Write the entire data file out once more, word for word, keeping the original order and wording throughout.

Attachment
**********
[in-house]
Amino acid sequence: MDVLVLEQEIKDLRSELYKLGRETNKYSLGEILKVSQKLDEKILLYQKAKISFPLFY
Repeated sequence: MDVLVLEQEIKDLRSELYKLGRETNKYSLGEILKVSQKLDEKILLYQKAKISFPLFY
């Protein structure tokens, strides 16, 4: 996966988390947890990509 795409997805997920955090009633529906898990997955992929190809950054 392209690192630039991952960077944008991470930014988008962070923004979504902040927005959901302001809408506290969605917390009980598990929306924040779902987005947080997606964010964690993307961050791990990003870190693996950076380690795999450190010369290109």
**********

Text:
[in-house]
Amino acid sequence: MDVLVLEQEIKDLRSELYKLGRETNKYSLGEILKVSQKLDEKILLYQKAKISFPLFY
Repeated sequence: MDVLVLEQEIKDLRSELYKLGRETNKYSLGEILKVSQKLDEKILLYQKAKISFPLFY
């Protein structure tokens, strides 16, 4: 996966988390947890990509 795409997805997920955090009633529906898990997955992929190809950054 392209690192630039991952960077944008991470930014988008962070923004979504902040927005959901302001809408506290969605917390009980598990929306924040779902987005947080997606964010964690993307961050791990990003870190693996950076380690795999450190010369290109």